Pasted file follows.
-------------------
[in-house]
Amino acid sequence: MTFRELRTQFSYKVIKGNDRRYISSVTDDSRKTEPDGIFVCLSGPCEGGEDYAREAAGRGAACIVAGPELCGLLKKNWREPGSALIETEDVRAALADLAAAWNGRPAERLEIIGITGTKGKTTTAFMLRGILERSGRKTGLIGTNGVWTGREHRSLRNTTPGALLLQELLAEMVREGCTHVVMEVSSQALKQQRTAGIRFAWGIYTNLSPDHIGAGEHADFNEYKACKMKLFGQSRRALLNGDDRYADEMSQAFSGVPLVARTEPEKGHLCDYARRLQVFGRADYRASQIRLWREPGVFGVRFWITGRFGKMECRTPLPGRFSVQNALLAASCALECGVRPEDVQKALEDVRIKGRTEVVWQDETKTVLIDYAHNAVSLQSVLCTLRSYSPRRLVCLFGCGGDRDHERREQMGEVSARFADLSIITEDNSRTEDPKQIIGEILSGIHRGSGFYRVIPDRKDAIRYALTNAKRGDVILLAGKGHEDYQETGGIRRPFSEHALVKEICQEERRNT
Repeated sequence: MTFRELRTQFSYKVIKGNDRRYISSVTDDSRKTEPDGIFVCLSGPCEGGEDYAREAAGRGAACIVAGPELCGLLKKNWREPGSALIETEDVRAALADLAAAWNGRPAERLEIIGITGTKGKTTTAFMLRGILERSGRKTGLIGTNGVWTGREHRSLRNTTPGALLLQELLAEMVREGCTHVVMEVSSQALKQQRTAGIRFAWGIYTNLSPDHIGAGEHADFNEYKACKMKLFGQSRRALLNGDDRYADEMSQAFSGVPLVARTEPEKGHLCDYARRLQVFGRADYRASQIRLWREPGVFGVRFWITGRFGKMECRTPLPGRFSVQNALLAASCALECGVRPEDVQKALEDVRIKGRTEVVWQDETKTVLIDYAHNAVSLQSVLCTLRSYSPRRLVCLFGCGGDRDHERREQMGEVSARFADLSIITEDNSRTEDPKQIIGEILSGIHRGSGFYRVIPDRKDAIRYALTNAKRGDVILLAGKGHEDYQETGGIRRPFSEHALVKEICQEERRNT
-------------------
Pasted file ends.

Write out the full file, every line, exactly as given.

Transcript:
[in-house]
Amino acid sequence: MTFRELRTQFSYKVIKGNDRRYISSVTDDSRKTEPDGIFVCLSGPCEGGEDYAREAAGRGAACIVAGPELCGLLKKNWREPGSALIETEDVRAALADLAAAWNGRPAERLEIIGITGTKGKTTTAFMLRGILERSGRKTGLIGTNGVWTGREHRSLRNTTPGALLLQELLAEMVREGCTHVVMEVSSQALKQQRTAGIRFAWGIYTNLSPDHIGAGEHADFNEYKACKMKLFGQSRRALLNGDDRYADEMSQAFSGVPLVARTEPEKGHLCDYARRLQVFGRADYRASQIRLWREPGVFGVRFWITGRFGKMECRTPLPGRFSVQNALLAASCALECGVRPEDVQKALEDVRIKGRTEVVWQDETKTVLIDYAHNAVSLQSVLCTLRSYSPRRLVCLFGCGGDRDHERREQMGEVSARFADLSIITEDNSRTEDPKQIIGEILSGIHRGSGFYRVIPDRKDAIRYALTNAKRGDVILLAGKGHEDYQETGGIRRPFSEHALVKEICQEERRNT
Repeated sequence: MTFRELRTQFSYKVIKGNDRRYISSVTDDSRKTEPDGIFVCLSGPCEGGEDYAREAAGRGAACIVAGPELCGLLKKNWREPGSALIETEDVRAALADLAAAWNGRPAERLEIIGITGTKGKTTTAFMLRGILERSGRKTGLIGTNGVWTGREHRSLRNTTPGALLLQELLAEMVREGCTHVVMEVSSQALKQQRTAGIRFAWGIYTNLSPDHIGAGEHADFNEYKACKMKLFGQSRRALLNGDDRYADEMSQAFSGVPLVARTEPEKGHLCDYARRLQVFGRADYRASQIRLWREPGVFGVRFWITGRFGKMECRTPLPGRFSVQNALLAASCALECGVRPEDVQKALEDVRIKGRTEVVWQDETKTVLIDYAHNAVSLQSVLCTLRSYSPRRLVCLFGCGGDRDHERREQMGEVSARFADLSIITEDNSRTEDPKQIIGEILSGIHRGSGFYRVIPDRKDAIRYALTNAKRGDVILLAGKGHEDYQETGGIRRPFSEHALVKEICQEERRNT